Our task: Use a pioneering research dataset to construct an interactive tool that helps parents and teens make informed decisions about sports. How safe are high school sports? What are the psychosocial effects of each sport? How much exercise do athletes get, and how does it compare to other sports?
Because the research had already been conducted (for sports and for end users such as parents), our team was able to hit the ground running, synthesize the research, and start building the IA. After a few rounds of revisions, we hammered out what content types, components, and pages should exist, and how they should hierarchically be arranged.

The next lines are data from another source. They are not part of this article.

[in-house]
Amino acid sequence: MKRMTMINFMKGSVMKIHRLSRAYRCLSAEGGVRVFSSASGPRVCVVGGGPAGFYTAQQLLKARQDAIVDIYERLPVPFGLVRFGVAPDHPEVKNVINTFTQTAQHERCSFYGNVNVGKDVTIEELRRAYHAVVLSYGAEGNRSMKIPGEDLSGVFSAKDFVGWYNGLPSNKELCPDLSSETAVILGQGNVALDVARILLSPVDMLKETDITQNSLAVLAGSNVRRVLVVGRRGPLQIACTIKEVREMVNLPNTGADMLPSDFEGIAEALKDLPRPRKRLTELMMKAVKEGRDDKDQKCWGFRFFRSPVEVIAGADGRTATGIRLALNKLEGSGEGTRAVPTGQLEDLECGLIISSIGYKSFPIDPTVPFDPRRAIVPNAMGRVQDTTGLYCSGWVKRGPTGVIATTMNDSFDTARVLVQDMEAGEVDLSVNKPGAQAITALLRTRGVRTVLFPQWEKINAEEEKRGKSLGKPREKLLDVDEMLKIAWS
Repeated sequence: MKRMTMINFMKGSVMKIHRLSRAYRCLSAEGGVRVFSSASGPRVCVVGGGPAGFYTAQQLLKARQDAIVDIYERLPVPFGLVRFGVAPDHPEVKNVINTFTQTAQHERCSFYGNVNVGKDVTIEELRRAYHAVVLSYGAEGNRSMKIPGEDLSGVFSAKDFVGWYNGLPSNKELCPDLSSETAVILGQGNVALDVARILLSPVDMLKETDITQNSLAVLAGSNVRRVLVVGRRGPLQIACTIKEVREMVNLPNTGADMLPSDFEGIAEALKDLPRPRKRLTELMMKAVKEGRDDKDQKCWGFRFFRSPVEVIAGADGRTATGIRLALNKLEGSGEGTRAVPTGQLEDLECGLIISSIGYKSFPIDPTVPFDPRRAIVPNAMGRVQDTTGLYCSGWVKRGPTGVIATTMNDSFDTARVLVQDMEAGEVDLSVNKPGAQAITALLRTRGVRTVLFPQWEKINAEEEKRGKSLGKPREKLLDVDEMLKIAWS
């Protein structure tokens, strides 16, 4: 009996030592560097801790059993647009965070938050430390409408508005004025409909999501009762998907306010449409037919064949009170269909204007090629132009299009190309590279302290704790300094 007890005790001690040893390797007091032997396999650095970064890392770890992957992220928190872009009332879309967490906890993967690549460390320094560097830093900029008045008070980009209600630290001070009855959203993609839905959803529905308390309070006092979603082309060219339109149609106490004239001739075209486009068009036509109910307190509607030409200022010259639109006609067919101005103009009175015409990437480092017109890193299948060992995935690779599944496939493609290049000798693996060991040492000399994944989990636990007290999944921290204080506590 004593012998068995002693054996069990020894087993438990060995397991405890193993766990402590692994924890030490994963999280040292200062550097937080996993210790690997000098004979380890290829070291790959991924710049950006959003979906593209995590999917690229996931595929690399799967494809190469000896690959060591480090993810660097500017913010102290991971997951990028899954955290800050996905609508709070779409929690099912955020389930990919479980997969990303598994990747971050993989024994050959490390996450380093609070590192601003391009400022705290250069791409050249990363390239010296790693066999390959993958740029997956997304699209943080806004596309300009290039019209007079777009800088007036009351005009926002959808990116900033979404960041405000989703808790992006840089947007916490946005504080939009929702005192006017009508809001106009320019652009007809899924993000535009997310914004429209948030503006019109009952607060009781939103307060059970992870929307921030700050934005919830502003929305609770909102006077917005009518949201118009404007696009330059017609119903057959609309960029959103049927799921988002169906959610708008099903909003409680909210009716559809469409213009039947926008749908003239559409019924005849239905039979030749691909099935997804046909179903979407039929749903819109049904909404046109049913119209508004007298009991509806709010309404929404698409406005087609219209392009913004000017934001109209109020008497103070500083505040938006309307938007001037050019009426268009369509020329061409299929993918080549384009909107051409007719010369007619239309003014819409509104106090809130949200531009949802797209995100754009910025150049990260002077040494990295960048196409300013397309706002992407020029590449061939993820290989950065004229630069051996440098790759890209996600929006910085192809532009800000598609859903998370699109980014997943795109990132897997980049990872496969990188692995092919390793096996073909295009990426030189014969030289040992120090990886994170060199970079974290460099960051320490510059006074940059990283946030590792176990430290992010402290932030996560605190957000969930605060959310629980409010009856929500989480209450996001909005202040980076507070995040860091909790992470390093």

Next, we started sketching out (quick and ugly) ideas for what the user interface should look like.
We explored spider graphs and all manner of data visualization, but eventually decided on bar charts, since they were the easiest to understand, especially at a glance.
While wireframing, we made sure to design for large and small screens at the same time, a practice I've labeled, "mobile-synchronous."
Bar charts for each tile component made it easy to understand where each sport falls in physical activity, safety, and psychosocial health. Plus, it allowed us to build a comparison tool for up to three sports.
The fully-branded sliders help users prioritize aspects of a sport and view a customized, re-ranked list.
We launched the web tool and saw traffic from all 50 states, plus many countries, and it garnered media attention as well. View the finished site.